Analysis Of The General Strain Theory

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In the 1960s, the General Strain theory was the go to theory to describe deviance. Although it was fought against by many researchers it still came out on top. The theory “is written at the social-psychological level…[and] focuses on the individual and his or her immediate environment” (Agnew, 1992, p.48). The theory mainly focuses on the strains that cause the deviant behavior to be committed. The General Strain theory differs from other theories in the point of strain. For example, the Control theory states that not having positive relationships push individuals into delinquency. There is a lot of reasons that strain can be brought upon individuals today, like financial struggles, education, fitting in, getting bullied, and many others. There…show more content…
For example, robbery can be brought upon by strain in an individual’s life. Most of the time robbery has to do with the possessions of the victim, the robber most likely is looking for money to serve their needs. In 2015, a woman robbed a Kmart for 190$ worth of baby formula (Times Leader). The reason that this example is good to describe the General Strain Theory is because this robbery was brought upon by the strain of not being financially stable while caring for a baby. This event has a lot to do with the first strain described, because this lady failed to meet the monetary success that she needs to afford baby food. Although, she most likely had the money to buy the baby formula but it would have put her in an even deeper financial hole. The point of this example is to show that because of the strain, it caused…show more content…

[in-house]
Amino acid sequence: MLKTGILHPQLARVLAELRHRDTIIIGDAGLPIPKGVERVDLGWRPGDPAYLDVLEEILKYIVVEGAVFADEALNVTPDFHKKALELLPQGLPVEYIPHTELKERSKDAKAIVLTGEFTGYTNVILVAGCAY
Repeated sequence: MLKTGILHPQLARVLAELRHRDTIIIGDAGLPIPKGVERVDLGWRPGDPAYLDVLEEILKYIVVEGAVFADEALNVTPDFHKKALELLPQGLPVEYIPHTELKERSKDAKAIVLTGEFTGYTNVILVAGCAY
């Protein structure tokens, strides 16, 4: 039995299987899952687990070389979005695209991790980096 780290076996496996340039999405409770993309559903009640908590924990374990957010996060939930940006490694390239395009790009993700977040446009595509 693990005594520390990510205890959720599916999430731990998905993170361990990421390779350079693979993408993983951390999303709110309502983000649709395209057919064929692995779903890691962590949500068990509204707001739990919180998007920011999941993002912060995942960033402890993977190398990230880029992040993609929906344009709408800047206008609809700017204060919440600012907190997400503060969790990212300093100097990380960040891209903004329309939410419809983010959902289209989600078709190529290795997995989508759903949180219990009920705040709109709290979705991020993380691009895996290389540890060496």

To obtain jobs and make enough money to support one’s self they most of the time require a college degree. With a college degree, comes debt and the stress to pay it back which defeats the purpose of monetary success. When this success is hard to come by, individuals may turn to legal means to achieve it. Like the example mentioned earlier about the lady stealing baby formula, an individual will do what they must do to get what they want. Without money could mean stealing or maybe selling illegal drugs (Brezina, 2017). This would mean that the lack of monetary success turned into deviance for these individuals which is exactly what the theory is stating. Another example of goal blockage could be working hard and not being compensated for that work. To put that in perspective, let’s say that there are two managers in a company and one of them gets fired. The company does not hire another manager to replace the old one because they do not think they need it so the one manager must do double the work for the same pay. This manager may become angry because of the work he or she is doing that they are not being paid double
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